An unnamed Afghan government official told the London Sunday Telegraph that this warning that the men had been financing the Taliban for at least ten months came from the Americans. They were not happy with the support being provided to the Taliban. They gave the information to our intelligence services, who ordered the arrests. Afghan government officials said the decision to expel them was taken at the behest of the CIA, after the two agents were caught funding Taliban units.


According to The Scotsman, Afghan intelligence officials discovered the plan which would have established a training camp for 1,800 fighters and 200 low level commanders, in an attempt to convince them to switch sides on a computer thumb drive that they had seized on Dec. 23, 2007, in Helmand province. It revealed that about $126,000 had been spent preparing the camp, and about $201,000 more was earmarked to run it in 2008.


The Times wrote that when Patterson and Semple were arrested, they had $150,000 with them, which was to be given to Taliban commanders in Musa Qala. British officials have been careful to distance current MI6 talks with Taliban commanders in Helmand from the expulsions of Semple, the Irish head of the EU mission, and widely known as a close confidant of Cowper-Coles, and Mervyn Patterson, a British advisor to the UN, the Times wrote. But what has not been told, is that these two MI6 agents were operating in Helmand, the center of Afghanistan’s vast opium production.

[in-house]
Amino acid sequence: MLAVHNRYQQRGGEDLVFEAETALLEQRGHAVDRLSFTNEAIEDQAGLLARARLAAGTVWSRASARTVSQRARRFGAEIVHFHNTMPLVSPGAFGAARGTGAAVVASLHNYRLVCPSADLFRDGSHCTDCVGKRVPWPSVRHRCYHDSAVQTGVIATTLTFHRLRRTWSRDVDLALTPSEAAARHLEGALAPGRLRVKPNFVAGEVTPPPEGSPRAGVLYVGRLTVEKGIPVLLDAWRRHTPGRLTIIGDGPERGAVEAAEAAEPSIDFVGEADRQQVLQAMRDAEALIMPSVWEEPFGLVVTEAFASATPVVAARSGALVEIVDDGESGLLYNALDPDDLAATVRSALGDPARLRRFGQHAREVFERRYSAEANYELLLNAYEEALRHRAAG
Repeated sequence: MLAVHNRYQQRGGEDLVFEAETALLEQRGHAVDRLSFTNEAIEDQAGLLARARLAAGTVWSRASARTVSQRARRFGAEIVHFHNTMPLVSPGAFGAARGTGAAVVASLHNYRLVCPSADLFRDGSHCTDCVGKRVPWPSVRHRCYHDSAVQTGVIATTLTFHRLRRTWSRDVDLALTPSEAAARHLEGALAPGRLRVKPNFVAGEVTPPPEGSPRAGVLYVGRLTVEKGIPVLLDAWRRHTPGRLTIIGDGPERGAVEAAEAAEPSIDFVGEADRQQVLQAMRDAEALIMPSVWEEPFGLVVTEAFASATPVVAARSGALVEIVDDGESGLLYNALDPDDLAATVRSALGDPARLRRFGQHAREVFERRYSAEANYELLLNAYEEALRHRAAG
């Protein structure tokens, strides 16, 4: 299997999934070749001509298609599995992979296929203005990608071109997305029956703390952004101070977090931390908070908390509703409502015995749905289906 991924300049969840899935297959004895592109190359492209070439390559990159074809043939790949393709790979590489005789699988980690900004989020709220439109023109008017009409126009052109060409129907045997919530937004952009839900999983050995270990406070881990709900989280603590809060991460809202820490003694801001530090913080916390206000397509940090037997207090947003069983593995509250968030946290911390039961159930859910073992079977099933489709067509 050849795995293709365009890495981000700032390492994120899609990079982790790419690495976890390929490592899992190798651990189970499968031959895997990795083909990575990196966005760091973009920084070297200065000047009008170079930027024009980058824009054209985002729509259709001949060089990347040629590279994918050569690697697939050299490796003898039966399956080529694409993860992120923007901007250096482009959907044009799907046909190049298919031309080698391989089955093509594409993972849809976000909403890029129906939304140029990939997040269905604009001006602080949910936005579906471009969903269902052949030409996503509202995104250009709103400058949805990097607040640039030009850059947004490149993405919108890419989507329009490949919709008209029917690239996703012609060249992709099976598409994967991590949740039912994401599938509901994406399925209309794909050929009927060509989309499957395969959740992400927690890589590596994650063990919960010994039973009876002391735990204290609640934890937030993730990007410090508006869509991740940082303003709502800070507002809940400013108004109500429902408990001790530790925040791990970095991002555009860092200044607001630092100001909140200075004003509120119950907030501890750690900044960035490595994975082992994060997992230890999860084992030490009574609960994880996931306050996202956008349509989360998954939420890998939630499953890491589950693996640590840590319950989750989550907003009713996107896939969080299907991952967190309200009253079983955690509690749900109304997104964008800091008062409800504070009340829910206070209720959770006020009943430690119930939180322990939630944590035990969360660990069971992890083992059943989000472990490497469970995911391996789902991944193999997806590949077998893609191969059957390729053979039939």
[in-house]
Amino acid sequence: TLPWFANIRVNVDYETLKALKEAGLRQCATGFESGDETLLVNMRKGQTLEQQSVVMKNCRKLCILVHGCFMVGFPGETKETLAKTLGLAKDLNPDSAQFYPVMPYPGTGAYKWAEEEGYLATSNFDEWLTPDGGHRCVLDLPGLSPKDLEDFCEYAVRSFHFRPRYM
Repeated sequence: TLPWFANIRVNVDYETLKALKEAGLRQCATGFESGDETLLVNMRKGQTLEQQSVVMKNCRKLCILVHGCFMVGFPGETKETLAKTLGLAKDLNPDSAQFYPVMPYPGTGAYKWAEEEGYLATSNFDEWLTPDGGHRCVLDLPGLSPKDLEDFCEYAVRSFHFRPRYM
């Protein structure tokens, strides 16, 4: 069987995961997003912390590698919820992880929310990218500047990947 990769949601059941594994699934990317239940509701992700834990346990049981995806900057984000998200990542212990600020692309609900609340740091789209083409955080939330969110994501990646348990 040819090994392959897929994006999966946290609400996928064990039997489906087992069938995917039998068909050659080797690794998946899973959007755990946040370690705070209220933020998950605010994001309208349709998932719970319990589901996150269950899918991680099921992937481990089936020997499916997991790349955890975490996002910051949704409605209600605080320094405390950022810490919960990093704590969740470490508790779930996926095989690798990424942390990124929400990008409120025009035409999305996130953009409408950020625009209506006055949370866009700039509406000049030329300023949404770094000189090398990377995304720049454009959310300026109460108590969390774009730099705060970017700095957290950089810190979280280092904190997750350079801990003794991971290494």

Kicked out of Afghanistan, Semple has been embraced by the anglophiles of the United States, and has been named as one of the Carr Center Fellows of the Harvard Kennedy School for 2010-11. His biography that appears on the Carr Center’s website does not mention either that he is an MI6 agent, nor report that he was expelled from Afghanistan after he was caught red-handed financing the Taliban, and planning to raise a group of insurgents in Helmand. Such is the current interconnection between London and Washington.


This brings us to the British Secret Intelligence Service (SIS) agent, Sherard Cowper-Coles, masquerading as a diplomat in Afghanistan. At the time that the Semple-Patterson duo were kicked out of Afghanistan for plotting against Kabul, Cowper-Coles was the British ambassador; recall that, as reported by the Times, it was Cowper-Coles’ business card that was found in the ex-Taliban’s wallet, while he was meeting the British.